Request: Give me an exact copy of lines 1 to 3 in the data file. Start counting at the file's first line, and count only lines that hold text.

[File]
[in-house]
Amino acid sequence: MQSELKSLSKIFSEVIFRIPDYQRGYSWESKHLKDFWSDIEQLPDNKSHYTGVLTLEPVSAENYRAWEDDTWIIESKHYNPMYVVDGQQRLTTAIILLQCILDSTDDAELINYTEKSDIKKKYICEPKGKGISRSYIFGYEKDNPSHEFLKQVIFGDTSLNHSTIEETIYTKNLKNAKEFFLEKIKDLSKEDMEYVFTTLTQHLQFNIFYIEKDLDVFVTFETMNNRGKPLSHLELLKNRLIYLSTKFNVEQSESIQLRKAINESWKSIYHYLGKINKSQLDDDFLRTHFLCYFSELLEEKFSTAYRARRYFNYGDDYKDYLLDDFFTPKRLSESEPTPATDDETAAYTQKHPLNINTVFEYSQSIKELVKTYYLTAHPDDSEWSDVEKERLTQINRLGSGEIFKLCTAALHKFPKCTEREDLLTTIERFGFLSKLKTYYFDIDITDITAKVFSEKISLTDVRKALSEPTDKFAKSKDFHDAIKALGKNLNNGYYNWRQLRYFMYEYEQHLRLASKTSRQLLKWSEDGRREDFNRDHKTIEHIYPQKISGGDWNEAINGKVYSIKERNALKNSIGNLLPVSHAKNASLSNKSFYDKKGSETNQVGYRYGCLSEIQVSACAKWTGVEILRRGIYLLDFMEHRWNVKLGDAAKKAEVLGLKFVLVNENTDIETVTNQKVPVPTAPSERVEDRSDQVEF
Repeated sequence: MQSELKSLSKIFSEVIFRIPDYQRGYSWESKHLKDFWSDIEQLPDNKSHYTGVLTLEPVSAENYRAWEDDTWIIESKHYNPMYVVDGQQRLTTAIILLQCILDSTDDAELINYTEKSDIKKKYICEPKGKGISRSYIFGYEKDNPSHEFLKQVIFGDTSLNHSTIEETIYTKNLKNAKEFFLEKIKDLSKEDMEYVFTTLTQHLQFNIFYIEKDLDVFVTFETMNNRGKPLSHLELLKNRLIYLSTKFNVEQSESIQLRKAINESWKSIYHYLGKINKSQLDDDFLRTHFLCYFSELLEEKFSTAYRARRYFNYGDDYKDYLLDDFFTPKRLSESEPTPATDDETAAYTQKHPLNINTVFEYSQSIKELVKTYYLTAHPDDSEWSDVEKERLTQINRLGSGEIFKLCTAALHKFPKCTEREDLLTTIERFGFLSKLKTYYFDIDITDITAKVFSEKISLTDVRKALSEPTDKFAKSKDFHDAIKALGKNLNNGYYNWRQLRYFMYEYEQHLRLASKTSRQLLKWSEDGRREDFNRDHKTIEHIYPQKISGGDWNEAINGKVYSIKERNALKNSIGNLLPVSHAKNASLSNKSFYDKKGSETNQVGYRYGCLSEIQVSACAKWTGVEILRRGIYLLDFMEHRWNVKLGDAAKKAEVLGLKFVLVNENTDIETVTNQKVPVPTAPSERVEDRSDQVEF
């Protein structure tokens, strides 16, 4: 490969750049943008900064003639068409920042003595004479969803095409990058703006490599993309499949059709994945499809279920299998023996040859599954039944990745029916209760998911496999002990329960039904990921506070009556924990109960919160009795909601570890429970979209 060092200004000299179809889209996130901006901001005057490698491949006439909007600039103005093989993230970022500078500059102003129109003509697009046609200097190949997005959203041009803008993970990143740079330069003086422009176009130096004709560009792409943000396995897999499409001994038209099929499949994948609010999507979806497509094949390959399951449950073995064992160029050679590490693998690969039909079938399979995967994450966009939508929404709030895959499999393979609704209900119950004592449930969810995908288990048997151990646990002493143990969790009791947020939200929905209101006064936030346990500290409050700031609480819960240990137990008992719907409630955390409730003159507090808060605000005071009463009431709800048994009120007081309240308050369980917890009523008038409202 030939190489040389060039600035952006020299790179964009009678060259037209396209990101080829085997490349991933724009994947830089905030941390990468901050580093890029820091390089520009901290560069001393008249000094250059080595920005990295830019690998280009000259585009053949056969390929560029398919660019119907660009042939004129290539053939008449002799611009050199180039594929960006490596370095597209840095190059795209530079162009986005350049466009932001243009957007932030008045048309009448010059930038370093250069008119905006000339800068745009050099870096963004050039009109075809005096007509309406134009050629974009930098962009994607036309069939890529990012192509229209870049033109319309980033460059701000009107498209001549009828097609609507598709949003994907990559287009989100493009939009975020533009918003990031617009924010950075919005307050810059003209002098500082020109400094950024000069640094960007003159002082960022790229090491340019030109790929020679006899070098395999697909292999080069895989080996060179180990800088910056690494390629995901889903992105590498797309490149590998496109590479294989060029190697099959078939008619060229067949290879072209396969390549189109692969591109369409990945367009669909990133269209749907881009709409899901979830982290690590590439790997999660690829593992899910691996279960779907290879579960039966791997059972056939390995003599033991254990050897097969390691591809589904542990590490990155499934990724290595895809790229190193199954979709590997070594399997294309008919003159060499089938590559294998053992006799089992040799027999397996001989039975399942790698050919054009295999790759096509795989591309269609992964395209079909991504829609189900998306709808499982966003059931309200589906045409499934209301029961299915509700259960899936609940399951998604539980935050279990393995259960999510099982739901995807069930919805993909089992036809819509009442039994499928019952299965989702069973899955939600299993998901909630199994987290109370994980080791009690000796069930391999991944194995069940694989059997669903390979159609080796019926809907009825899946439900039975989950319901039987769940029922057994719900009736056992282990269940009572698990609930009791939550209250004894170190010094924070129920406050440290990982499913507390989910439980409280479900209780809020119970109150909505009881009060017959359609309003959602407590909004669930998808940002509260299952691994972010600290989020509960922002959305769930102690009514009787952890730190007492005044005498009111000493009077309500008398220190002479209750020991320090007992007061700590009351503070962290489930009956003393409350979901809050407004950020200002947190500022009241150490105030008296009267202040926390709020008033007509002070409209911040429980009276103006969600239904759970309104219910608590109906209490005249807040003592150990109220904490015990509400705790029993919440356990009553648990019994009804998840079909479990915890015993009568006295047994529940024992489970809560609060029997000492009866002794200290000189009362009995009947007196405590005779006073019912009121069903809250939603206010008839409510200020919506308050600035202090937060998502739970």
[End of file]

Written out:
[in-house]
Amino acid sequence: MQSELKSLSKIFSEVIFRIPDYQRGYSWESKHLKDFWSDIEQLPDNKSHYTGVLTLEPVSAENYRAWEDDTWIIESKHYNPMYVVDGQQRLTTAIILLQCILDSTDDAELINYTEKSDIKKKYICEPKGKGISRSYIFGYEKDNPSHEFLKQVIFGDTSLNHSTIEETIYTKNLKNAKEFFLEKIKDLSKEDMEYVFTTLTQHLQFNIFYIEKDLDVFVTFETMNNRGKPLSHLELLKNRLIYLSTKFNVEQSESIQLRKAINESWKSIYHYLGKINKSQLDDDFLRTHFLCYFSELLEEKFSTAYRARRYFNYGDDYKDYLLDDFFTPKRLSESEPTPATDDETAAYTQKHPLNINTVFEYSQSIKELVKTYYLTAHPDDSEWSDVEKERLTQINRLGSGEIFKLCTAALHKFPKCTEREDLLTTIERFGFLSKLKTYYFDIDITDITAKVFSEKISLTDVRKALSEPTDKFAKSKDFHDAIKALGKNLNNGYYNWRQLRYFMYEYEQHLRLASKTSRQLLKWSEDGRREDFNRDHKTIEHIYPQKISGGDWNEAINGKVYSIKERNALKNSIGNLLPVSHAKNASLSNKSFYDKKGSETNQVGYRYGCLSEIQVSACAKWTGVEILRRGIYLLDFMEHRWNVKLGDAAKKAEVLGLKFVLVNENTDIETVTNQKVPVPTAPSERVEDRSDQVEF
Repeated sequence: MQSELKSLSKIFSEVIFRIPDYQRGYSWESKHLKDFWSDIEQLPDNKSHYTGVLTLEPVSAENYRAWEDDTWIIESKHYNPMYVVDGQQRLTTAIILLQCILDSTDDAELINYTEKSDIKKKYICEPKGKGISRSYIFGYEKDNPSHEFLKQVIFGDTSLNHSTIEETIYTKNLKNAKEFFLEKIKDLSKEDMEYVFTTLTQHLQFNIFYIEKDLDVFVTFETMNNRGKPLSHLELLKNRLIYLSTKFNVEQSESIQLRKAINESWKSIYHYLGKINKSQLDDDFLRTHFLCYFSELLEEKFSTAYRARRYFNYGDDYKDYLLDDFFTPKRLSESEPTPATDDETAAYTQKHPLNINTVFEYSQSIKELVKTYYLTAHPDDSEWSDVEKERLTQINRLGSGEIFKLCTAALHKFPKCTEREDLLTTIERFGFLSKLKTYYFDIDITDITAKVFSEKISLTDVRKALSEPTDKFAKSKDFHDAIKALGKNLNNGYYNWRQLRYFMYEYEQHLRLASKTSRQLLKWSEDGRREDFNRDHKTIEHIYPQKISGGDWNEAINGKVYSIKERNALKNSIGNLLPVSHAKNASLSNKSFYDKKGSETNQVGYRYGCLSEIQVSACAKWTGVEILRRGIYLLDFMEHRWNVKLGDAAKKAEVLGLKFVLVNENTDIETVTNQKVPVPTAPSERVEDRSDQVEF